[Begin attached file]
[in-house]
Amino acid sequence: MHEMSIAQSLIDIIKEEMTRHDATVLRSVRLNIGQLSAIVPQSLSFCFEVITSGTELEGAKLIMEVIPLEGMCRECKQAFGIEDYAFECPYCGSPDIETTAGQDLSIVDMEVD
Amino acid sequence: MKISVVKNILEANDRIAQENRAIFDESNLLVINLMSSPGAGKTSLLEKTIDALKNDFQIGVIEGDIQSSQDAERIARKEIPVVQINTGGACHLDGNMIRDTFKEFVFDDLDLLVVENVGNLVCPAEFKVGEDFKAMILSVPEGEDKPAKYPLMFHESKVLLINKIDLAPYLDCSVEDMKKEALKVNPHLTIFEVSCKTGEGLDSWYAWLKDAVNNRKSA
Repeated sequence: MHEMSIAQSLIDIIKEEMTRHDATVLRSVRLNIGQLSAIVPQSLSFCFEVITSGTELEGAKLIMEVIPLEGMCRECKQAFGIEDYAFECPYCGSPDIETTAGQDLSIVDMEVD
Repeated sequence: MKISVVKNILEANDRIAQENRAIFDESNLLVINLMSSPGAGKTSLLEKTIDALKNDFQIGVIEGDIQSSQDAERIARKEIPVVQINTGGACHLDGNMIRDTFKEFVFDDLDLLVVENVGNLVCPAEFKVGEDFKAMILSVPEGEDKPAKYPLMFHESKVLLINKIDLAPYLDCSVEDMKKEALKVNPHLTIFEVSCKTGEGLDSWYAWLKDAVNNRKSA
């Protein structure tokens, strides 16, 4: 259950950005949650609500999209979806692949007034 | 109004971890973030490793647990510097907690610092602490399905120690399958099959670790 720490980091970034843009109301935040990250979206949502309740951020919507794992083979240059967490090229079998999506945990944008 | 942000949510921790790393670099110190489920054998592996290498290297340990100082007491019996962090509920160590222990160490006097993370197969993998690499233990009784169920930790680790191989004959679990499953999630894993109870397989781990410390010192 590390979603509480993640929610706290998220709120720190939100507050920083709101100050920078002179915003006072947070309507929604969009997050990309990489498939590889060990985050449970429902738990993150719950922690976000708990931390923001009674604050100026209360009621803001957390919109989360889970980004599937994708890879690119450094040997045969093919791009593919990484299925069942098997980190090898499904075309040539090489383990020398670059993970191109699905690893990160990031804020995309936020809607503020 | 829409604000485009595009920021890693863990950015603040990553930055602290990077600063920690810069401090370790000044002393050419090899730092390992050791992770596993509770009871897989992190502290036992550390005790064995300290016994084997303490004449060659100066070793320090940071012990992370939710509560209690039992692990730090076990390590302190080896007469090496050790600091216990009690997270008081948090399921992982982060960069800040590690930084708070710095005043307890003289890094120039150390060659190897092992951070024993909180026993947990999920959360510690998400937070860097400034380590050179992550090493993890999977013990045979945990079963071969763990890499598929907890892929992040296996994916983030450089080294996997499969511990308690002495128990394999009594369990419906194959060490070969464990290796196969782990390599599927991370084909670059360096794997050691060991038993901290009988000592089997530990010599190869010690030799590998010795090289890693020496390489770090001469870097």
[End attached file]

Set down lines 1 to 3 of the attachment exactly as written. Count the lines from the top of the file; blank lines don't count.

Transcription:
[in-house]
Amino acid sequence: MHEMSIAQSLIDIIKEEMTRHDATVLRSVRLNIGQLSAIVPQSLSFCFEVITSGTELEGAKLIMEVIPLEGMCRECKQAFGIEDYAFECPYCGSPDIETTAGQDLSIVDMEVD
Amino acid sequence: MKISVVKNILEANDRIAQENRAIFDESNLLVINLMSSPGAGKTSLLEKTIDALKNDFQIGVIEGDIQSSQDAERIARKEIPVVQINTGGACHLDGNMIRDTFKEFVFDDLDLLVVENVGNLVCPAEFKVGEDFKAMILSVPEGEDKPAKYPLMFHESKVLLINKIDLAPYLDCSVEDMKKEALKVNPHLTIFEVSCKTGEGLDSWYAWLKDAVNNRKSA